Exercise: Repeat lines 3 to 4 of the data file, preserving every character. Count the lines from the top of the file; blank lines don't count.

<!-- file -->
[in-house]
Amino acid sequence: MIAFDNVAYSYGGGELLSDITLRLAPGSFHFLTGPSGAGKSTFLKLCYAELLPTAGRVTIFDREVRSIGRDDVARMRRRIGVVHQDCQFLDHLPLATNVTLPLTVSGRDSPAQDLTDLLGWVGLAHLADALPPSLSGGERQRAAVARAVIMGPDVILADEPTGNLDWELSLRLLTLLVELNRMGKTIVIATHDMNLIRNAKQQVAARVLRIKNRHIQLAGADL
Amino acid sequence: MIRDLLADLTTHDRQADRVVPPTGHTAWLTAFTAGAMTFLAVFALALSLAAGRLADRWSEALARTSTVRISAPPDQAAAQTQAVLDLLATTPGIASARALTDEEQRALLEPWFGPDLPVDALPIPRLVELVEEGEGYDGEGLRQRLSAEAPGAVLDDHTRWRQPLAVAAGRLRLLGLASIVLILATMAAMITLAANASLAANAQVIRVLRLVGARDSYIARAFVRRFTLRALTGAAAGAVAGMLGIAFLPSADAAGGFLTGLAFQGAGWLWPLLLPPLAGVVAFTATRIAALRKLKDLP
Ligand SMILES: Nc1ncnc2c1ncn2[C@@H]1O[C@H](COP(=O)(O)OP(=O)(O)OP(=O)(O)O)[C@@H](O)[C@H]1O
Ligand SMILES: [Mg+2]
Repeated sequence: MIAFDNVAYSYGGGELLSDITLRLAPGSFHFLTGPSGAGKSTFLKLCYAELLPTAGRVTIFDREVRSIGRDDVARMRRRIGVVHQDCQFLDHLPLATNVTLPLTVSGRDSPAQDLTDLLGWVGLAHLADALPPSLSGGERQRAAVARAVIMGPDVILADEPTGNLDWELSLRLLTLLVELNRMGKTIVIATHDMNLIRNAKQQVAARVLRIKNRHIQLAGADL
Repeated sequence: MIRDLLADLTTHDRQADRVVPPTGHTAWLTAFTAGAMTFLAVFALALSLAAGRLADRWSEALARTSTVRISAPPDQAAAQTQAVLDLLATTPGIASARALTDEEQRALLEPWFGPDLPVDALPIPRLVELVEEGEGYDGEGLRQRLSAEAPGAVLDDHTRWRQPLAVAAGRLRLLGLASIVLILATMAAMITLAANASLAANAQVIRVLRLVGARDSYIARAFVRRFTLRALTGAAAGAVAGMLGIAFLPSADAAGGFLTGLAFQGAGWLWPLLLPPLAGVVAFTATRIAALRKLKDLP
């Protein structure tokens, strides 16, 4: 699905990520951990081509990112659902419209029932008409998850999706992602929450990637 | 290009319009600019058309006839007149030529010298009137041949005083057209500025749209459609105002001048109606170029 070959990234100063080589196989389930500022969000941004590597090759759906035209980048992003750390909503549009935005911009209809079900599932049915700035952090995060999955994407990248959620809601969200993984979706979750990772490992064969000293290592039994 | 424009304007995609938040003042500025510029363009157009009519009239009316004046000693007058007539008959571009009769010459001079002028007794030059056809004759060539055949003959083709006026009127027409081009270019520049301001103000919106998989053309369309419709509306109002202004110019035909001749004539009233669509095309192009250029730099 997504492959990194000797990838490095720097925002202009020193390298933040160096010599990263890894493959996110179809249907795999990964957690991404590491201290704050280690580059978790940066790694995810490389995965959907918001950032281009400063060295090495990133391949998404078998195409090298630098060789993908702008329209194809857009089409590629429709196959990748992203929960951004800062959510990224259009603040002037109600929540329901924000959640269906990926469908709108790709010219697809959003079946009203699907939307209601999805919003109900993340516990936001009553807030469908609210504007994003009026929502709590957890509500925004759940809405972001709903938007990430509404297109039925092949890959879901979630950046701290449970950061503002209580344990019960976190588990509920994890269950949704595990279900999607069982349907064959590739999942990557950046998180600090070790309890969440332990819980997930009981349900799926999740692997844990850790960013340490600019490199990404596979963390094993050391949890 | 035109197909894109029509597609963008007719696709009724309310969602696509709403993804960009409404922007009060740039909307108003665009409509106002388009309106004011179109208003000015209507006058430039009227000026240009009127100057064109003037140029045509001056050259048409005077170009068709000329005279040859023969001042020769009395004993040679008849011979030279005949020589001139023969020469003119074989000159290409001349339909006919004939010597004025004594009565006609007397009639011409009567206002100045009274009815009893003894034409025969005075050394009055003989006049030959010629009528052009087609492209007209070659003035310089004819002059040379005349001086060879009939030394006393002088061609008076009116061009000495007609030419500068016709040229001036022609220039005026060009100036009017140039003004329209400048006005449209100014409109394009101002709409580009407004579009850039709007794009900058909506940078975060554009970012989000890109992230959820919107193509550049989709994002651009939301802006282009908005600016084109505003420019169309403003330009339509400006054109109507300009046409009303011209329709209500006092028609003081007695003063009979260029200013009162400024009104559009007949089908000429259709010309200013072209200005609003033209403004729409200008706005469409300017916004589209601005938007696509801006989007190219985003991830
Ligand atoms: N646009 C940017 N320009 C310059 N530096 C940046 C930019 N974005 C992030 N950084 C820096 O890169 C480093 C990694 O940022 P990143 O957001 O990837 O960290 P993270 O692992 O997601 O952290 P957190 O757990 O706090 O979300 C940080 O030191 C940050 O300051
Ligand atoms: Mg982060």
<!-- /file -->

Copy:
Amino acid sequence: MIRDLLADLTTHDRQADRVVPPTGHTAWLTAFTAGAMTFLAVFALALSLAAGRLADRWSEALARTSTVRISAPPDQAAAQTQAVLDLLATTPGIASARALTDEEQRALLEPWFGPDLPVDALPIPRLVELVEEGEGYDGEGLRQRLSAEAPGAVLDDHTRWRQPLAVAAGRLRLLGLASIVLILATMAAMITLAANASLAANAQVIRVLRLVGARDSYIARAFVRRFTLRALTGAAAGAVAGMLGIAFLPSADAAGGFLTGLAFQGAGWLWPLLLPPLAGVVAFTATRIAALRKLKDLP
Ligand SMILES: Nc1ncnc2c1ncn2[C@@H]1O[C@H](COP(=O)(O)OP(=O)(O)OP(=O)(O)O)[C@@H](O)[C@H]1O